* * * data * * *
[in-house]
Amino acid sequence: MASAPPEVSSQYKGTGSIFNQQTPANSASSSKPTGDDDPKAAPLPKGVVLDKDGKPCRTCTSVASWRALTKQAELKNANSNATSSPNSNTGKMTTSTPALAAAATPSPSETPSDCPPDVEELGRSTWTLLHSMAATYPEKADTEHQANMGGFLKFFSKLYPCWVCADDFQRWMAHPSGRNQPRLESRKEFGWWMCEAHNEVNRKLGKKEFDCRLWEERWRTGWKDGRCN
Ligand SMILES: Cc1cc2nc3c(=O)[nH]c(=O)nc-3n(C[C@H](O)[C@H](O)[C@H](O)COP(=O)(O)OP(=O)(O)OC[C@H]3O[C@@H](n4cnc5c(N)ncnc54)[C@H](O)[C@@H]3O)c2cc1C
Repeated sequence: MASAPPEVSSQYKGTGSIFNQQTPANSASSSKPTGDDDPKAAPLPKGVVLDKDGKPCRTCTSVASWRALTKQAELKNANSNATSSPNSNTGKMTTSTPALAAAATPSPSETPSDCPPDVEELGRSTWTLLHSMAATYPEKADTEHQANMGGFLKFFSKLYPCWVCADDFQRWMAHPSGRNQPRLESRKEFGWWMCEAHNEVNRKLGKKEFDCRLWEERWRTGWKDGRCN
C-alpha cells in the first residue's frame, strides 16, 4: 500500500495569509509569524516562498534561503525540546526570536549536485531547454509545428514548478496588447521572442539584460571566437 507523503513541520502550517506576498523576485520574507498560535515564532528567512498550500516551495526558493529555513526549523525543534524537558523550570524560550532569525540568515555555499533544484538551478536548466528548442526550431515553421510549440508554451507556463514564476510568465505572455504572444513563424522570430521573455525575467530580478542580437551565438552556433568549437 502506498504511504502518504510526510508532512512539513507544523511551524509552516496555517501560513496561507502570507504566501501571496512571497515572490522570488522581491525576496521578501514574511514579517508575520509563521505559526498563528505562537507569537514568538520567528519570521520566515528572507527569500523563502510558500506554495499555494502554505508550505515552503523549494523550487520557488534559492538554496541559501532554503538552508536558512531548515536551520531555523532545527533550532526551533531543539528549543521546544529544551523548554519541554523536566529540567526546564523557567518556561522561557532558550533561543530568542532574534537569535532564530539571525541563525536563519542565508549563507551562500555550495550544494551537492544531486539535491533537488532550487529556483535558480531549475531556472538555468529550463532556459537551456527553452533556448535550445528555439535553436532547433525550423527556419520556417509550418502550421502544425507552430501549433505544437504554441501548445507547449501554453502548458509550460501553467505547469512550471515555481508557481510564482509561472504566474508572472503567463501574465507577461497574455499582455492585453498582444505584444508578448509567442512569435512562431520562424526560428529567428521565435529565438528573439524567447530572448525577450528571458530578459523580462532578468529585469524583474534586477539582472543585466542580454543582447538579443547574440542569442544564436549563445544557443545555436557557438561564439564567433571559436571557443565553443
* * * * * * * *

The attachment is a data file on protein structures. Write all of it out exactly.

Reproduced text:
[in-house]
Amino acid sequence: MASAPPEVSSQYKGTGSIFNQQTPANSASSSKPTGDDDPKAAPLPKGVVLDKDGKPCRTCTSVASWRALTKQAELKNANSNATSSPNSNTGKMTTSTPALAAAATPSPSETPSDCPPDVEELGRSTWTLLHSMAATYPEKADTEHQANMGGFLKFFSKLYPCWVCADDFQRWMAHPSGRNQPRLESRKEFGWWMCEAHNEVNRKLGKKEFDCRLWEERWRTGWKDGRCN
Ligand SMILES: Cc1cc2nc3c(=O)[nH]c(=O)nc-3n(C[C@H](O)[C@H](O)[C@H](O)COP(=O)(O)OP(=O)(O)OC[C@H]3O[C@@H](n4cnc5c(N)ncnc54)[C@H](O)[C@@H]3O)c2cc1C
Repeated sequence: MASAPPEVSSQYKGTGSIFNQQTPANSASSSKPTGDDDPKAAPLPKGVVLDKDGKPCRTCTSVASWRALTKQAELKNANSNATSSPNSNTGKMTTSTPALAAAATPSPSETPSDCPPDVEELGRSTWTLLHSMAATYPEKADTEHQANMGGFLKFFSKLYPCWVCADDFQRWMAHPSGRNQPRLESRKEFGWWMCEAHNEVNRKLGKKEFDCRLWEERWRTGWKDGRCN
C-alpha cells in the first residue's frame, strides 16, 4: 500500500495569509509569524516562498534561503525540546526570536549536485531547454509545428514548478496588447521572442539584460571566437 507523503513541520502550517506576498523576485520574507498560535515564532528567512498550500516551495526558493529555513526549523525543534524537558523550570524560550532569525540568515555555499533544484538551478536548466528548442526550431515553421510549440508554451507556463514564476510568465505572455504572444513563424522570430521573455525575467530580478542580437551565438552556433568549437 502506498504511504502518504510526510508532512512539513507544523511551524509552516496555517501560513496561507502570507504566501501571496512571497515572490522570488522581491525576496521578501514574511514579517508575520509563521505559526498563528505562537507569537514568538520567528519570521520566515528572507527569500523563502510558500506554495499555494502554505508550505515552503523549494523550487520557488534559492538554496541559501532554503538552508536558512531548515536551520531555523532545527533550532526551533531543539528549543521546544529544551523548554519541554523536566529540567526546564523557567518556561522561557532558550533561543530568542532574534537569535532564530539571525541563525536563519542565508549563507551562500555550495550544494551537492544531486539535491533537488532550487529556483535558480531549475531556472538555468529550463532556459537551456527553452533556448535550445528555439535553436532547433525550423527556419520556417509550418502550421502544425507552430501549433505544437504554441501548445507547449501554453502548458509550460501553467505547469512550471515555481508557481510564482509561472504566474508572472503567463501574465507577461497574455499582455492585453498582444505584444508578448509567442512569435512562431520562424526560428529567428521565435529565438528573439524567447530572448525577450528571458530578459523580462532578468529585469524583474534586477539582472543585466542580454543582447538579443547574440542569442544564436549563445544557443545555436557557438561564439564567433571559436571557443565553443